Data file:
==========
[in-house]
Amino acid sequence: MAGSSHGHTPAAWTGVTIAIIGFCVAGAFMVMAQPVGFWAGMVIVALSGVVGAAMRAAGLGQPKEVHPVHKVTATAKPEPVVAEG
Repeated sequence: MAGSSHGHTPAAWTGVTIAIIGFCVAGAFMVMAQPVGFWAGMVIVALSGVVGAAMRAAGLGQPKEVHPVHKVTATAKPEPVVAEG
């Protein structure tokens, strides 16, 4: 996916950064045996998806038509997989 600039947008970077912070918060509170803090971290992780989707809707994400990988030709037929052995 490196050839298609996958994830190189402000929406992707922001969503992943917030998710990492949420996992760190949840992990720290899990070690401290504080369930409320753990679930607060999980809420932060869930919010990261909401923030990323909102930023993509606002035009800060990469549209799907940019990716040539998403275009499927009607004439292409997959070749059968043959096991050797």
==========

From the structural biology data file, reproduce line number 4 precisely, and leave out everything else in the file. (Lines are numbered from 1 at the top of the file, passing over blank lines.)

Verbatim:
């Protein structure tokens, strides 16, 4: 996916950064045996998806038509997989 600039947008970077912070918060509170803090971290992780989707809707994400990988030709037929052995 490196050839298609996958994830190189402000929406992707922001969503992943917030998710990492949420996992760190949840992990720290899990070690401290504080369930409320753990679930607060999980809420932060869930919010990261909401923030990323909102930023993509606002035009800060990469549209799907940019990716040539998403275009499927009607004439292409997959070749059968043959096991050797």